I couldn’t wait to run Hardmoors Fryupdale. Postponed from last year due to Covid, it was one of the few Hardmoors marathons I’d never done. It has a smaller capacity than the other events, so I was delighted when I eventually managed to get a place. Driving over the moors to the tiny hamlet of Fryup on the day the sunrise looked amazing and the weather forecast was perfect. It’s one of the longer Hardmoors ‘marathons’ at 31 miles, so I was set for a great day out!
The race starts and finishes at the Yorkshire Cycle Hub; a perfect venue with loads of parking, showers and a great café. There was a real buzz at the race briefing, and we set off bang on 9 am straight into a zig-zag uphill via the Cycle Hub’s mountain bike track.
After a couple of miles of undulating trail, with a fair bit of slightly congested singletrack, we launched into a huge hill. That got the calves burning, but was the only really steep climb of the day. Although there’s over 1,000 metres of elevation on the course, most of it comes from longer, more gradual inclines, which actually suit me better.
After the second checkpoint, the Lion Inn at Blakey Ridge, there was a bit of quiet road until we turned off on to High Blakey Moor. This was one of my favourite parts of the course; good quality trail that went very gradually down then up, accompanied by amazing views. With bright blue sky and brilliant sunshine, but a cool temperature and a slight breeze, I really couldn’t have been happier. I felt very lucky, as apparently the last time this race happened it rained all day!
We continued along moorland tracks, through fields, over streams and railway lines, skirting the edge of Castleton and passing through the village of Danby. Quite a bit of the route followed the Esk Valley Walk, waymarked with a fish symbol. I would love to explore this more some time.
Just before Danby a small group of us started running together and having a bit of a chat, which is always a great part of any ultra. From Danby we all jog/walked up a long, steep road climb to Danby Beacon, which was really impressive. The 20 mile checkpoint was here.
After this our group fragmented a bit – some dropped back and others tried to push on, leapfrogging each other and exchanging a few words from time to time. From the Beacon there was a fantastic gradual trail descent for a couple of miles to the village of Leaholm. After that was a rollercoaster of three (or was it four?) long, gradual climbs and short descents – the kind of terrain that I’d probably run the whole of in training, but that really saps the legs when you’ve already been on the go for about 25 miles. There was some walking! But the reward was then another long descent to Glaisdale Rigg.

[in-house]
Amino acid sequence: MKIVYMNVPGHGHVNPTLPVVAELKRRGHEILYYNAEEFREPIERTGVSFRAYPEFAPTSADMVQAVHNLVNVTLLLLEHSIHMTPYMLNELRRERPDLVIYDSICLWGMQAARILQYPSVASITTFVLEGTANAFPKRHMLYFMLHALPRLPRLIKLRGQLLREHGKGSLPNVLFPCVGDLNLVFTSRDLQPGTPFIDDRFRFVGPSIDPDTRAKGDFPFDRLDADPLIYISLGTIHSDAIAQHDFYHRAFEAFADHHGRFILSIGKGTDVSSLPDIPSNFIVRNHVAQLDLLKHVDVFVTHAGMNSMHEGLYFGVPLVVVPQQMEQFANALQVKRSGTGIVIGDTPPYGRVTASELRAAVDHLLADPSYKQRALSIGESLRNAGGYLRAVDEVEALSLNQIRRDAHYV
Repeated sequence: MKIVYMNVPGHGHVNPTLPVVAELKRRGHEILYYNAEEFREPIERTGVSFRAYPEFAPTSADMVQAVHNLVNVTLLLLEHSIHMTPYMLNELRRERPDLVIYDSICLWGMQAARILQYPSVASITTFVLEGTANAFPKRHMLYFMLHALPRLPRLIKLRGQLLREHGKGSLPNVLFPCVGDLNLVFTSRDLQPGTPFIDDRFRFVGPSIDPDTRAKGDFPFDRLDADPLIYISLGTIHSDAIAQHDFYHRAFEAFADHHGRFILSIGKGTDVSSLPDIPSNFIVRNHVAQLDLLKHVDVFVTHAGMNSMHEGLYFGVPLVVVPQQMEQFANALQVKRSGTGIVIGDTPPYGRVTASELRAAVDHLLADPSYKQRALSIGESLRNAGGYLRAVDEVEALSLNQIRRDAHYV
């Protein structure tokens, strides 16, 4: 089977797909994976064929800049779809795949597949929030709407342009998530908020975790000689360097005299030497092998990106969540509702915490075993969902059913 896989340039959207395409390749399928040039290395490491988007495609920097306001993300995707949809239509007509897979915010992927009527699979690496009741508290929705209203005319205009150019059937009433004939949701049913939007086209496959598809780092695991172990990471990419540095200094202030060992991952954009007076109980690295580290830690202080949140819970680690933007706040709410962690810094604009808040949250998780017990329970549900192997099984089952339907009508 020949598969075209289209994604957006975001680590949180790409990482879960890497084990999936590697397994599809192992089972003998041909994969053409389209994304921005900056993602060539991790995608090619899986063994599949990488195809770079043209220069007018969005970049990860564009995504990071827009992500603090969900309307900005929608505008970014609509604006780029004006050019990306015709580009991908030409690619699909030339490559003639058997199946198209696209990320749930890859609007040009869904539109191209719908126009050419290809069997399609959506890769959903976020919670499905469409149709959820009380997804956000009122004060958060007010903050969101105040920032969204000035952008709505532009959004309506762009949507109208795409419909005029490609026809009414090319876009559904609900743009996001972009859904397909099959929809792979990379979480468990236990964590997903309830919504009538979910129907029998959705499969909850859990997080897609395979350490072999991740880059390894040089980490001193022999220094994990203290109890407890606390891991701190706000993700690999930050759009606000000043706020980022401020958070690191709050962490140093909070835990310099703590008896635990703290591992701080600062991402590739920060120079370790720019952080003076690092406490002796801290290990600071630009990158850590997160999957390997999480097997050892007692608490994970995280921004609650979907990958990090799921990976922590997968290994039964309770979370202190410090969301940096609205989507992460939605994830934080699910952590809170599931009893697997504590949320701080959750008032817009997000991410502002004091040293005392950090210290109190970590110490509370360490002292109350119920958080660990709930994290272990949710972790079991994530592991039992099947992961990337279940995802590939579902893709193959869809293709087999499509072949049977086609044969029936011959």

From the last checkpoint at 29 miles I could see another descent coming up and was really looking forward to coasting to the finish. But this turned out to be a steep hill of slippery mud and rock that was impossible to run, so not really any respite! It had probably been churned up a bit by the faster runners in front. This sort of stuff is really not my forte, and I minced down super slowly. The final mile or so was along the road back to the Cycle Hub, but with more uphill, and then a final steep little grassy climb to the finish line – no let up until the very end! Steve had cycled out from home to meet me and was at the top shouting encouragement, but my legs were finally out of running.
It’s always hard to know how you’re doing in a long race where runners get quite strung out. I was absolutely knackered at the end of this and, because I’d done quite a bit of walking, thought I must be somewhere near the back. However, towards the end I’d been determined to get under seven hours and pushed as hard as I could. My official finish time was 6:55:58, so I just made it! I was surprised to learn that I’d come 44th out of 87 finishers overall and 11th woman out of 28 – better than expected. And I’d missed out on being 1st FV50 by just 46 seconds. I might have pushed a little bit harder if I’d known that! But all in all I was happy with the result.
Just like most Hardmoors events, this was a tough but fantastic race and I really enjoyed it. Half marathon and 10K options are also available for non-masochists! Fryupdale is a bit of a hidden gem that I’d recommend visiting even if you don’t want to run round it, and the Yorkshire Cycle Hub is well worth a trip if you love cycling. I’m now really looking forward to the Hardmoors Goathland marathon next month, another one that I haven’t managed to run yet. Then that’s me done for this year!